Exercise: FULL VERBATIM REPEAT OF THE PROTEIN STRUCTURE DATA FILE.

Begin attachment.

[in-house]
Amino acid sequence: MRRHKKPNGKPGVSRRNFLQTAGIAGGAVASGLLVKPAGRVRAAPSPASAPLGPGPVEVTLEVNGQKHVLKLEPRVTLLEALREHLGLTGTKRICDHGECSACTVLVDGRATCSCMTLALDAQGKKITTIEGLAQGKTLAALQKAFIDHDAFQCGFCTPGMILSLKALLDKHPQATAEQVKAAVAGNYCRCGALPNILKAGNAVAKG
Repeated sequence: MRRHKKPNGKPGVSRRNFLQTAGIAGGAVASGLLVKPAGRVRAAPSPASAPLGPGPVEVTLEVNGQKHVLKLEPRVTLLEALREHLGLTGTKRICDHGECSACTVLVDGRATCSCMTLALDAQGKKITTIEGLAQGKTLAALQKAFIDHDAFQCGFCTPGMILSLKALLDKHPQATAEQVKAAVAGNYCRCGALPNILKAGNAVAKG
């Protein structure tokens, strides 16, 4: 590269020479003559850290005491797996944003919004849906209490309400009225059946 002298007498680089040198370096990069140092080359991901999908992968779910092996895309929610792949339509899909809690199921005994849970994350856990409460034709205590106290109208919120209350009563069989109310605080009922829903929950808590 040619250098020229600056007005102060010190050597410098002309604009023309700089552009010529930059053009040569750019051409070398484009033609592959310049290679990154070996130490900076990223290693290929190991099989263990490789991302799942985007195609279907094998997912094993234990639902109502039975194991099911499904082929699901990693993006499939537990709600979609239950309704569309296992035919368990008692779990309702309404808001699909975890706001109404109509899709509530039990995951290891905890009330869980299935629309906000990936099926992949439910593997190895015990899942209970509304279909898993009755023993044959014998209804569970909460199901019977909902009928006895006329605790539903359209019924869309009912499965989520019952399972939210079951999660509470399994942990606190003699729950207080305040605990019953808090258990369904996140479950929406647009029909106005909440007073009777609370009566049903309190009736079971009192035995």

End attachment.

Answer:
[in-house]
Amino acid sequence: MRRHKKPNGKPGVSRRNFLQTAGIAGGAVASGLLVKPAGRVRAAPSPASAPLGPGPVEVTLEVNGQKHVLKLEPRVTLLEALREHLGLTGTKRICDHGECSACTVLVDGRATCSCMTLALDAQGKKITTIEGLAQGKTLAALQKAFIDHDAFQCGFCTPGMILSLKALLDKHPQATAEQVKAAVAGNYCRCGALPNILKAGNAVAKG
Repeated sequence: MRRHKKPNGKPGVSRRNFLQTAGIAGGAVASGLLVKPAGRVRAAPSPASAPLGPGPVEVTLEVNGQKHVLKLEPRVTLLEALREHLGLTGTKRICDHGECSACTVLVDGRATCSCMTLALDAQGKKITTIEGLAQGKTLAALQKAFIDHDAFQCGFCTPGMILSLKALLDKHPQATAEQVKAAVAGNYCRCGALPNILKAGNAVAKG
């Protein structure tokens, strides 16, 4: 590269020479003559850290005491797996944003919004849906209490309400009225059946 002298007498680089040198370096990069140092080359991901999908992968779910092996895309929610792949339509899909809690199921005994849970994350856990409460034709205590106290109208919120209350009563069989109310605080009922829903929950808590 040619250098020229600056007005102060010190050597410098002309604009023309700089552009010529930059053009040569750019051409070398484009033609592959310049290679990154070996130490900076990223290693290929190991099989263990490789991302799942985007195609279907094998997912094993234990639902109502039975194991099911499904082929699901990693993006499939537990709600979609239950309704569309296992035919368990008692779990309702309404808001699909975890706001109404109509899709509530039990995951290891905890009330869980299935629309906000990936099926992949439910593997190895015990899942209970509304279909898993009755023993044959014998209804569970909460199901019977909902009928006895006329605790539903359209019924869309009912499965989520019952399972939210079951999660509470399994942990606190003699729950207080305040605990019953808090258990369904996140479950929406647009029909106005909440007073009777609370009566049903309190009736079971009192035995």